The Lisbon Recognition Convention, elaborated jointly by UNESCO and the Council of Europe, regulates both access to higher education and recognition of qualifications. As it is the most comprehensive and productive convention on these issues so far, it could serve as a basis for a global recognition convention. The growth of transnational education has only sharpened the need for a robust agreement on recognition of qualifications on an international level.

Mobility strengthens capacities to adapt to different scientific and cultural contexts, as a consequence stimulating the higher velocity and easier accommodation of new ideas and emerging concepts. Therefore, mobility is necessary for survival in a globalising world, but through its many facets of interchange, it also makes a strong contribution to the development of better societies. It can be especially profitable for students from less privileged social groups – for whom higher education mobility is the only means towards acquaintance with another culture – allowing them to make a contribution towards the improvement of openness within global societies.

Contributing to an inclusive society remains another aim of the Bologna Process and fits into strategies in many other regions as well. Widening access to higher education is an important step towards a more sustainable and democratic society, to which a growing number of individuals with different backgrounds can make equally valuable contributions. The individual learner ideally attains the highest level of education that is in line with her or his capacities, skills and desires, regardless of the socioeconomic, cultural or national background.

The employability of graduates has from the beginning of the Bologna Reform process been considered a cornerstone in developing the three-cycle structure of higher education. The underlying concern is to make higher education more responsive to rapidly developing societies, with equally rapidly changing demands from the world of employment. This calls for flexibility and innovation in the content as well as in the structuring of higher education programmes. Though the demographic and economic context may differ considerably according to the region, creating a fair income for all through equal job opportunities is an internationally upheld principle.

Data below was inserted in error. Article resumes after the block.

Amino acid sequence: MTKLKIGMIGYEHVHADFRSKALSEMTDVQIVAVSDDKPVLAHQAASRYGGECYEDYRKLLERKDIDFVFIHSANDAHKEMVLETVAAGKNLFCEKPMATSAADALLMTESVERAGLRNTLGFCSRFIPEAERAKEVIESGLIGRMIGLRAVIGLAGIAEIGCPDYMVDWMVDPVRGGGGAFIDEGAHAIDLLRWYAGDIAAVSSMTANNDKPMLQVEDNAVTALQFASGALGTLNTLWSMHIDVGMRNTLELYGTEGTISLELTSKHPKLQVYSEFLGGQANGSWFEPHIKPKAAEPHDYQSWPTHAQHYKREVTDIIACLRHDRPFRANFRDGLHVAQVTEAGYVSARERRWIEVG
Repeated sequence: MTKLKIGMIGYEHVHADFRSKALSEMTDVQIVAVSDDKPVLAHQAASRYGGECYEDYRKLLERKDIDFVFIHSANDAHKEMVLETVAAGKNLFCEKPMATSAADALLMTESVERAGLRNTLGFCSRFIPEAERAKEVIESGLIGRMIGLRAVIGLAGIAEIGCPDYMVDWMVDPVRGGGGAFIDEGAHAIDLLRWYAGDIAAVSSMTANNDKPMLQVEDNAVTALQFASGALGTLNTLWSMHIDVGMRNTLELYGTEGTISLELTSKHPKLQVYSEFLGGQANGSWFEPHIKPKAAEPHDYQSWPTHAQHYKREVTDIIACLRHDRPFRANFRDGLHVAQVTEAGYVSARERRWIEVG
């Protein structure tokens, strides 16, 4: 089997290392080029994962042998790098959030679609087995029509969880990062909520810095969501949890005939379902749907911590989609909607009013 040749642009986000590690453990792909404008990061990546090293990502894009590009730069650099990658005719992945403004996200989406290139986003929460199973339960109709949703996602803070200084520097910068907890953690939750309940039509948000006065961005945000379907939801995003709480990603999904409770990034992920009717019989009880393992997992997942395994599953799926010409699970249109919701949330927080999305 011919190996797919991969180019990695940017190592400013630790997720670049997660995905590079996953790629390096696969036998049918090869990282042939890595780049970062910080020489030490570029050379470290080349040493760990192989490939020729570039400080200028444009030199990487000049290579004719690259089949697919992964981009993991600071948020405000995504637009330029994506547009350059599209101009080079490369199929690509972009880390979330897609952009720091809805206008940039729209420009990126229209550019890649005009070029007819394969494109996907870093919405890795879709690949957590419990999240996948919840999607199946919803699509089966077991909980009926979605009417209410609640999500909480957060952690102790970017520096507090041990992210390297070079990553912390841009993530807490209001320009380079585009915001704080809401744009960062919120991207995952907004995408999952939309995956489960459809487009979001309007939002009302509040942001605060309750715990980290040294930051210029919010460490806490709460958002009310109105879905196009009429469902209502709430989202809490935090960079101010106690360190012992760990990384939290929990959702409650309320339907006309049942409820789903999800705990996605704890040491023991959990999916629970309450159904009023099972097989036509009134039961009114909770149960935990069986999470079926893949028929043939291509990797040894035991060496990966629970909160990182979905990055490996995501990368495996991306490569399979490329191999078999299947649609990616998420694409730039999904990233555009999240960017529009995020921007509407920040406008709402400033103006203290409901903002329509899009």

Multidimensional transparency tools

If diversity in higher education provision is to be considered an asset, a transparent, multidimensional classification system of instruments that are designed to benchmark HEIs on research and innovation, teaching and learning outcomes, services to society etc. may help identify and make visible such diversity.

The development of such transparency instruments, is however, inextricably linked to a well-functioning Quality Assurance system across the EHEA, and to well-described Qualifications Frameworks that are closely related to the mission of the specific higher education institution.

Funding

In the current economic crisis, which induces some governments to cut the budget of higher education, increased government funding is essential to maintain the current level of studies, but may not be enough to increase substantially the proportion of the youth that will complete a higher education programme. The accrued benefit for society from the education system in the form of skilled employees, entrepreneurs and independent researchers vastly outweighs the current investment. This makes it both realistic and desirable to invest efforts and resources into education, research and innovation. Robust and systemic investment in higher education and learning is a key response not only to the current crisis, but also to long-term challenges in our societies.

Linking higher education to other forms of education

Though Europe more than other regions faces the challenges of a decreasing active population and therefore has to be creative and resourceful in how to better exploit its human potential, in other parts of the world as well there is a growing interest into developing VET systems that rely on innovative methodologies like work-based learning, dual learning initiatives, and the promotion of transversal skills, particularly entrepreneurship.

European countries are therefore in a good position to share with other regions a world in which higher education, vocational education and continuous learning are seen as allies for the benefit of the entire society.

In order to facilitate this, we should be supportive of knowledge that is shared and freely available to exploit, in line with UNESCO initiatives like Open Educational Resources (OER), as a key to wider access to education on a global level.


Stefan Delplace
Secretary General
European Association of Institutions in Higher Education (EURASHE)

www.eurashe.eu



[This article was originally published on 9th April 2013 as part of Science Omega Review Europe 01]